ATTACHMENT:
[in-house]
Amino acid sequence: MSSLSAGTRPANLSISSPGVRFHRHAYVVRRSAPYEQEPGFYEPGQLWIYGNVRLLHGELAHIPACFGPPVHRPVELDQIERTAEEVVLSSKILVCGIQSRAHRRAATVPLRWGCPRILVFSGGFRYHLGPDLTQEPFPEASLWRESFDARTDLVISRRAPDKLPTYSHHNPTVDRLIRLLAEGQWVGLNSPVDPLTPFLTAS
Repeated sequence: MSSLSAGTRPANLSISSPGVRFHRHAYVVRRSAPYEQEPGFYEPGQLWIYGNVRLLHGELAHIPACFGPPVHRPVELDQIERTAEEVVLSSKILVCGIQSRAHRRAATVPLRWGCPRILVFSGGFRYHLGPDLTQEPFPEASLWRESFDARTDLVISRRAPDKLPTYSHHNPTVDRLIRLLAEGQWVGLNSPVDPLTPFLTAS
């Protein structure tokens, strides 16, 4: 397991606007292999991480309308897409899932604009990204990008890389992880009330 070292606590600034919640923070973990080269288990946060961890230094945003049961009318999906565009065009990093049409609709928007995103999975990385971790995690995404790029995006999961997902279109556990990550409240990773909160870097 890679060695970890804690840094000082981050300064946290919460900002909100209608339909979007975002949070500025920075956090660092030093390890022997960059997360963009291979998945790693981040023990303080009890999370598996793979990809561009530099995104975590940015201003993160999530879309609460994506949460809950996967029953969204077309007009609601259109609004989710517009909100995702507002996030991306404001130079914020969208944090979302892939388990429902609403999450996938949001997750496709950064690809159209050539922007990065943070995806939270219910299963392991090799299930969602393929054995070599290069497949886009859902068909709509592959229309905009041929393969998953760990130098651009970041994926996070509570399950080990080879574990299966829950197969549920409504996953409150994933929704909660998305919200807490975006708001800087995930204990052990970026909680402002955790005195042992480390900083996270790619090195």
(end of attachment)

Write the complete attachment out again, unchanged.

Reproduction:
[in-house]
Amino acid sequence: MSSLSAGTRPANLSISSPGVRFHRHAYVVRRSAPYEQEPGFYEPGQLWIYGNVRLLHGELAHIPACFGPPVHRPVELDQIERTAEEVVLSSKILVCGIQSRAHRRAATVPLRWGCPRILVFSGGFRYHLGPDLTQEPFPEASLWRESFDARTDLVISRRAPDKLPTYSHHNPTVDRLIRLLAEGQWVGLNSPVDPLTPFLTAS
Repeated sequence: MSSLSAGTRPANLSISSPGVRFHRHAYVVRRSAPYEQEPGFYEPGQLWIYGNVRLLHGELAHIPACFGPPVHRPVELDQIERTAEEVVLSSKILVCGIQSRAHRRAATVPLRWGCPRILVFSGGFRYHLGPDLTQEPFPEASLWRESFDARTDLVISRRAPDKLPTYSHHNPTVDRLIRLLAEGQWVGLNSPVDPLTPFLTAS
């Protein structure tokens, strides 16, 4: 397991606007292999991480309308897409899932604009990204990008890389992880009330 070292606590600034919640923070973990080269288990946060961890230094945003049961009318999906565009065009990093049409609709928007995103999975990385971790995690995404790029995006999961997902279109556990990550409240990773909160870097 890679060695970890804690840094000082981050300064946290919460900002909100209608339909979007975002949070500025920075956090660092030093390890022997960059997360963009291979998945790693981040023990303080009890999370598996793979990809561009530099995104975590940015201003993160999530879309609460994506949460809950996967029953969204077309007009609601259109609004989710517009909100995702507002996030991306404001130079914020969208944090979302892939388990429902609403999450996938949001997750496709950064690809159209050539922007990065943070995806939270219910299963392991090799299930969602393929054995070599290069497949886009859902068909709509592959229309905009041929393969998953760990130098651009970041994926996070509570399950080990080879574990299966829950197969549920409504996953409150994933929704909660998305919200807490975006708001800087995930204990052990970026909680402002955790005195042992480390900083996270790619090195």